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The vision: what an effective strategy should aim to achieve

Our vision is that all those who choose to gamble are able to do so responsibly, and without harming themselves or others.

Effective strategies require a clear vision. Shared visions help co-ordinate the activities of diverse stakeholders in pursuit of common objectives. They also focus minds on priority activities, and on the outcomes that would indicate success.  

Achieving this outcome requires that:

  • The nature of gambling-related harm, and its effects on individuals, children, families, friends and communities, is well understood.

  • There is a similarly good understanding of the personal and social determinants of gambling-related harm.

  • Regulatory, educational, physical and social environments all encourage players to be responsible.

  • Reliable means exist to identify individuals who may be gambling harmfully.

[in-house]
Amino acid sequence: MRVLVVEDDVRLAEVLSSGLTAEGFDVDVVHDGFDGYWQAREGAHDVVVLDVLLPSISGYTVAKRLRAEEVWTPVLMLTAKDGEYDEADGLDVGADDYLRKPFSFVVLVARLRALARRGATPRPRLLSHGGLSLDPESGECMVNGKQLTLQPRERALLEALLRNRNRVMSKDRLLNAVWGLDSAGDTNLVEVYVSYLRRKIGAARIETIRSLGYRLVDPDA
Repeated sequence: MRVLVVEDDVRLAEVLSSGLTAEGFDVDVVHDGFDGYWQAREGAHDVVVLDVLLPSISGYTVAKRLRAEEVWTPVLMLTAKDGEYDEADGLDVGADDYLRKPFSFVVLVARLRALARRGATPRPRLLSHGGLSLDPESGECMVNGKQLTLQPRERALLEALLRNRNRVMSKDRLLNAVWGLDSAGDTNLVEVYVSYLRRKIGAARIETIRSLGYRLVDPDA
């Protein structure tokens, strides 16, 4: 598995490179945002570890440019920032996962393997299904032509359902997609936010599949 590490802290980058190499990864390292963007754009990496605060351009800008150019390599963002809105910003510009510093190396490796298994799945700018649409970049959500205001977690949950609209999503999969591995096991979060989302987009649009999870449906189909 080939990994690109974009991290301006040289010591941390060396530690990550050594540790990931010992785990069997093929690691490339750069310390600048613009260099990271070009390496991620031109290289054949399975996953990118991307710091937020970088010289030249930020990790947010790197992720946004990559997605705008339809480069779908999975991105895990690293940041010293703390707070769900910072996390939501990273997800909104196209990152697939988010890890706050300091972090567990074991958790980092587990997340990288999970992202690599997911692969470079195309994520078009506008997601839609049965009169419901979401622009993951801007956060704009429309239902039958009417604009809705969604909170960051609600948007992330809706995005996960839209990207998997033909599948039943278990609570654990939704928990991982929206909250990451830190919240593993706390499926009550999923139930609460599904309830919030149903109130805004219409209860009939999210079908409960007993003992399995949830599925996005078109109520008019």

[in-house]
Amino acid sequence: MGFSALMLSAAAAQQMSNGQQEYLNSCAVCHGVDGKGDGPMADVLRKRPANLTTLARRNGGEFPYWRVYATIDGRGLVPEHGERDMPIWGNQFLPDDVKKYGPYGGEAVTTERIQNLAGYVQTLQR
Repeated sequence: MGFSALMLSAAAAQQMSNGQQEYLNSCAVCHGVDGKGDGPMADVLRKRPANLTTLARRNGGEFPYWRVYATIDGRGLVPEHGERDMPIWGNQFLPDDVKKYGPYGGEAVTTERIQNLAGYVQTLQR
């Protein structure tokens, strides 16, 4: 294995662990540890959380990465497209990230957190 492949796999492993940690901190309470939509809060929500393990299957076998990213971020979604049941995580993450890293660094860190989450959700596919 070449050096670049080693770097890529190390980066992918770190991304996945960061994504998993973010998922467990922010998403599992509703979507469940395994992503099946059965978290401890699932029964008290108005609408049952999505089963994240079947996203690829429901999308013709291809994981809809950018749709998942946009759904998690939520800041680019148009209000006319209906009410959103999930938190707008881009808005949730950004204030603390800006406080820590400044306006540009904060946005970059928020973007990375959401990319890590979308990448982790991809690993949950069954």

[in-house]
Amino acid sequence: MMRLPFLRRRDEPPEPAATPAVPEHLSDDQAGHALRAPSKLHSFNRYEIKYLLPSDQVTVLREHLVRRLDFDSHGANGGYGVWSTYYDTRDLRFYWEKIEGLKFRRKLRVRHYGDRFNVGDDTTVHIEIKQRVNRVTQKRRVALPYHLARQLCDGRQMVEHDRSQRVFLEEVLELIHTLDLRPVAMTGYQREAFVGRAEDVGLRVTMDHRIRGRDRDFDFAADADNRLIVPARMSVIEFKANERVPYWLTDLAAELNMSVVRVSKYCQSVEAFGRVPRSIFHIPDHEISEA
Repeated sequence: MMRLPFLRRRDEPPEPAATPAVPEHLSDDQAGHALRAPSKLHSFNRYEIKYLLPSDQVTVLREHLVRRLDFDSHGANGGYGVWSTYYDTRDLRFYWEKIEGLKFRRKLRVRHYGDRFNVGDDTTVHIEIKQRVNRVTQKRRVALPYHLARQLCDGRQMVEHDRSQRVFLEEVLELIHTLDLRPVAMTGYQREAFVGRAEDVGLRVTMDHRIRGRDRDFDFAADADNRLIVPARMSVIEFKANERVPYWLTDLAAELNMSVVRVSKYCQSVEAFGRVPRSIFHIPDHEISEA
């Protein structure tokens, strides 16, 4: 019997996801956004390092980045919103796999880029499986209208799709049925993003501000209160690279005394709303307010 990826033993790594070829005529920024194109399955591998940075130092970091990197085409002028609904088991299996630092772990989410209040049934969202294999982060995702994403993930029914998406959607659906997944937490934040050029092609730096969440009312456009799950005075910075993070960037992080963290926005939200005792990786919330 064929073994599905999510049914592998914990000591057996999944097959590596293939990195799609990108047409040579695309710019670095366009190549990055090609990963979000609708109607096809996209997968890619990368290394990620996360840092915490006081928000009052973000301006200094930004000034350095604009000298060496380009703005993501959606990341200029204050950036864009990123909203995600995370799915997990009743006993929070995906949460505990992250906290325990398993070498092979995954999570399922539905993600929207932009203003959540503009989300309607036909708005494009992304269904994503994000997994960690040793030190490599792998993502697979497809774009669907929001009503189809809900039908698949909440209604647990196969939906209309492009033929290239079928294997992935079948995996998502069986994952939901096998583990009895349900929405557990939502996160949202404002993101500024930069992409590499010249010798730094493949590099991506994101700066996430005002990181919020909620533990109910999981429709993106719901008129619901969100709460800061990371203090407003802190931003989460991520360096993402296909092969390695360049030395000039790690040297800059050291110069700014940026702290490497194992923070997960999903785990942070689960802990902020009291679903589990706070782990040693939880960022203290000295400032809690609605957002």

• Effective steps are being taken to reduce or mitigate gambling-related harm through well-developed, tested intervention and treatment strategies.

  • Good industry data are available about all forms of gambling, freely shared with those with a legitimate interest, restricted only by reasonable constraints related to commercial confidentiality.

  • Effective information, advice and treatment are available within reasonable time-frames to all those in need of help with their gambling, and to their families, friends and others affected by their gambling.

  • In addition to operators, a wide range of organisations and agencies in the public and private sectors accept their responsibility to use their expertise and resources to inhibit harmful gambling or to mitigate its effects.

  • The issue of responsibility in gambling is approached by all who have a stake in its availability and impact in a balanced, supportive and open-minded way, with positive engagement and mutual respect.

  • Innovation is welcomed. But the precautionary principle is applied to new products, or to innovation in other areas, when there is good reason to believe they might cause harm disproportionate to any benefits they might bring. Such judgements are made after discussion between relevant stakeholders and careful consideration of the potential consequences of any change in policy or regulation.

  • Children and young persons are able to grow up in an environment where they are protected from gambling-related harm.

Welcome progress has been made towards the achievement of some of these ideals in recent years. There is further to go in others.